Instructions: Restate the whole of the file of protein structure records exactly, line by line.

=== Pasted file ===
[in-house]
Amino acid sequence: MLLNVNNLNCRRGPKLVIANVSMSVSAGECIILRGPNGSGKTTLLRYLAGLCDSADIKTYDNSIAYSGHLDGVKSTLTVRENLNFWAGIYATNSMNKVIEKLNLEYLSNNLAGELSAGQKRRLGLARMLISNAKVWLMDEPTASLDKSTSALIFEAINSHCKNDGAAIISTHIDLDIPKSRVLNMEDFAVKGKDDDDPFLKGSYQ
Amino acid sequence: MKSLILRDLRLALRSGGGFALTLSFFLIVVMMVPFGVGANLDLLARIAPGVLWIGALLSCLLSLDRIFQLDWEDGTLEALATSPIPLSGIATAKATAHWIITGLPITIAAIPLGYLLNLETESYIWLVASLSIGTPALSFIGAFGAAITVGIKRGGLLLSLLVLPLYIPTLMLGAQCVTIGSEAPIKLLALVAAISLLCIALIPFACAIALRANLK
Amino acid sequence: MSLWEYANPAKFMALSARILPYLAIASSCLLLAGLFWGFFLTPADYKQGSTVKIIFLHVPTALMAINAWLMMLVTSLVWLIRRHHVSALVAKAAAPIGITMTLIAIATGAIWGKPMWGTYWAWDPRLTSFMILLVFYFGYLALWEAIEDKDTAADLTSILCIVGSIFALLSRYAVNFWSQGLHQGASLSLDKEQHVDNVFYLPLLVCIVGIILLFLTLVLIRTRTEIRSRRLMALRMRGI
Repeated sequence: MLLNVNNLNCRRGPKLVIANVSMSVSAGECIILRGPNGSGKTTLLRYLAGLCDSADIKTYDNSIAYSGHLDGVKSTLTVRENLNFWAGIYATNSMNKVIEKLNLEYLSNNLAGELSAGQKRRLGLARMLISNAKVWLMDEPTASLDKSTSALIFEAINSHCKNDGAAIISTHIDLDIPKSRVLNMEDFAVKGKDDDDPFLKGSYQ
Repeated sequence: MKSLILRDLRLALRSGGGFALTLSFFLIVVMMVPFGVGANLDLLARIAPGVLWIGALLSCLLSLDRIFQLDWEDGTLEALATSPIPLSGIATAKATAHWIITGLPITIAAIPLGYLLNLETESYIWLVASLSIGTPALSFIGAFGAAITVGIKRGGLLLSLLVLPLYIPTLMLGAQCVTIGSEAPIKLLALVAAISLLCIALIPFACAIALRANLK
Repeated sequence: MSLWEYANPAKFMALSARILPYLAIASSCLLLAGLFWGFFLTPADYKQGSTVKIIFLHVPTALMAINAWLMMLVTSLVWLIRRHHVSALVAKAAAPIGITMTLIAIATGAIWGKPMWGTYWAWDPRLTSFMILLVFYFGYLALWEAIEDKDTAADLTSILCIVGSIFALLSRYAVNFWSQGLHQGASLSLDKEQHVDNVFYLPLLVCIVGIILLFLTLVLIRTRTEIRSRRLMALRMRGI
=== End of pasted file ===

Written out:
[in-house]
Amino acid sequence: MLLNVNNLNCRRGPKLVIANVSMSVSAGECIILRGPNGSGKTTLLRYLAGLCDSADIKTYDNSIAYSGHLDGVKSTLTVRENLNFWAGIYATNSMNKVIEKLNLEYLSNNLAGELSAGQKRRLGLARMLISNAKVWLMDEPTASLDKSTSALIFEAINSHCKNDGAAIISTHIDLDIPKSRVLNMEDFAVKGKDDDDPFLKGSYQ
Amino acid sequence: MKSLILRDLRLALRSGGGFALTLSFFLIVVMMVPFGVGANLDLLARIAPGVLWIGALLSCLLSLDRIFQLDWEDGTLEALATSPIPLSGIATAKATAHWIITGLPITIAAIPLGYLLNLETESYIWLVASLSIGTPALSFIGAFGAAITVGIKRGGLLLSLLVLPLYIPTLMLGAQCVTIGSEAPIKLLALVAAISLLCIALIPFACAIALRANLK
Amino acid sequence: MSLWEYANPAKFMALSARILPYLAIASSCLLLAGLFWGFFLTPADYKQGSTVKIIFLHVPTALMAINAWLMMLVTSLVWLIRRHHVSALVAKAAAPIGITMTLIAIATGAIWGKPMWGTYWAWDPRLTSFMILLVFYFGYLALWEAIEDKDTAADLTSILCIVGSIFALLSRYAVNFWSQGLHQGASLSLDKEQHVDNVFYLPLLVCIVGIILLFLTLVLIRTRTEIRSRRLMALRMRGI
Repeated sequence: MLLNVNNLNCRRGPKLVIANVSMSVSAGECIILRGPNGSGKTTLLRYLAGLCDSADIKTYDNSIAYSGHLDGVKSTLTVRENLNFWAGIYATNSMNKVIEKLNLEYLSNNLAGELSAGQKRRLGLARMLISNAKVWLMDEPTASLDKSTSALIFEAINSHCKNDGAAIISTHIDLDIPKSRVLNMEDFAVKGKDDDDPFLKGSYQ
Repeated sequence: MKSLILRDLRLALRSGGGFALTLSFFLIVVMMVPFGVGANLDLLARIAPGVLWIGALLSCLLSLDRIFQLDWEDGTLEALATSPIPLSGIATAKATAHWIITGLPITIAAIPLGYLLNLETESYIWLVASLSIGTPALSFIGAFGAAITVGIKRGGLLLSLLVLPLYIPTLMLGAQCVTIGSEAPIKLLALVAAISLLCIALIPFACAIALRANLK
Repeated sequence: MSLWEYANPAKFMALSARILPYLAIASSCLLLAGLFWGFFLTPADYKQGSTVKIIFLHVPTALMAINAWLMMLVTSLVWLIRRHHVSALVAKAAAPIGITMTLIAIATGAIWGKPMWGTYWAWDPRLTSFMILLVFYFGYLALWEAIEDKDTAADLTSILCIVGSIFALLSRYAVNFWSQGLHQGASLSLDKEQHVDNVFYLPLLVCIVGIILLFLTLVLIRTRTEIRSRRLMALRMRGI